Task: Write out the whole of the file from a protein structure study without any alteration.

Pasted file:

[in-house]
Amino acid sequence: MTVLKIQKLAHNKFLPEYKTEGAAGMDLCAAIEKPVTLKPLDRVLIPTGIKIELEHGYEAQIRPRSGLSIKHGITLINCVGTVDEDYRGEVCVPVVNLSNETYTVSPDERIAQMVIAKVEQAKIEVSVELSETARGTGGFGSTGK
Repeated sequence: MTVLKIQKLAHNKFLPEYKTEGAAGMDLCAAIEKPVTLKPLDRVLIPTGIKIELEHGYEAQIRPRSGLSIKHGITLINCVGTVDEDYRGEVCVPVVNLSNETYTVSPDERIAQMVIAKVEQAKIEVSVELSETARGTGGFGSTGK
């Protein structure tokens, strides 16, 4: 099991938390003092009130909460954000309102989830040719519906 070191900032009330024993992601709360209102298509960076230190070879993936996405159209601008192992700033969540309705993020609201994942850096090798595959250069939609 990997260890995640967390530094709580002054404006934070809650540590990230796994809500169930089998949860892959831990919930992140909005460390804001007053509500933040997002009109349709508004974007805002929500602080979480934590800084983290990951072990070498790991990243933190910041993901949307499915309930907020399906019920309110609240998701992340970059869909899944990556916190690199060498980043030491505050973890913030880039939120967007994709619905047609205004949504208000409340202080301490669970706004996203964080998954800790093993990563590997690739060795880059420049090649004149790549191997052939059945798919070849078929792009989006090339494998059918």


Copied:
[in-house]
Amino acid sequence: MTVLKIQKLAHNKFLPEYKTEGAAGMDLCAAIEKPVTLKPLDRVLIPTGIKIELEHGYEAQIRPRSGLSIKHGITLINCVGTVDEDYRGEVCVPVVNLSNETYTVSPDERIAQMVIAKVEQAKIEVSVELSETARGTGGFGSTGK
Repeated sequence: MTVLKIQKLAHNKFLPEYKTEGAAGMDLCAAIEKPVTLKPLDRVLIPTGIKIELEHGYEAQIRPRSGLSIKHGITLINCVGTVDEDYRGEVCVPVVNLSNETYTVSPDERIAQMVIAKVEQAKIEVSVELSETARGTGGFGSTGK
């Protein structure tokens, strides 16, 4: 099991938390003092009130909460954000309102989830040719519906 070191900032009330024993992601709360209102298509960076230190070879993936996405159209601008192992700033969540309705993020609201994942850096090798595959250069939609 990997260890995640967390530094709580002054404006934070809650540590990230796994809500169930089998949860892959831990919930992140909005460390804001007053509500933040997002009109349709508004974007805002929500602080979480934590800084983290990951072990070498790991990243933190910041993901949307499915309930907020399906019920309110609240998701992340970059869909899944990556916190690199060498980043030491505050973890913030880039939120967007994709619905047609205004949504208000409340202080301490669970706004996203964080998954800790093993990563590997690739060795880059420049090649004149790549191997052939059945798919070849078929792009989006090339494998059918």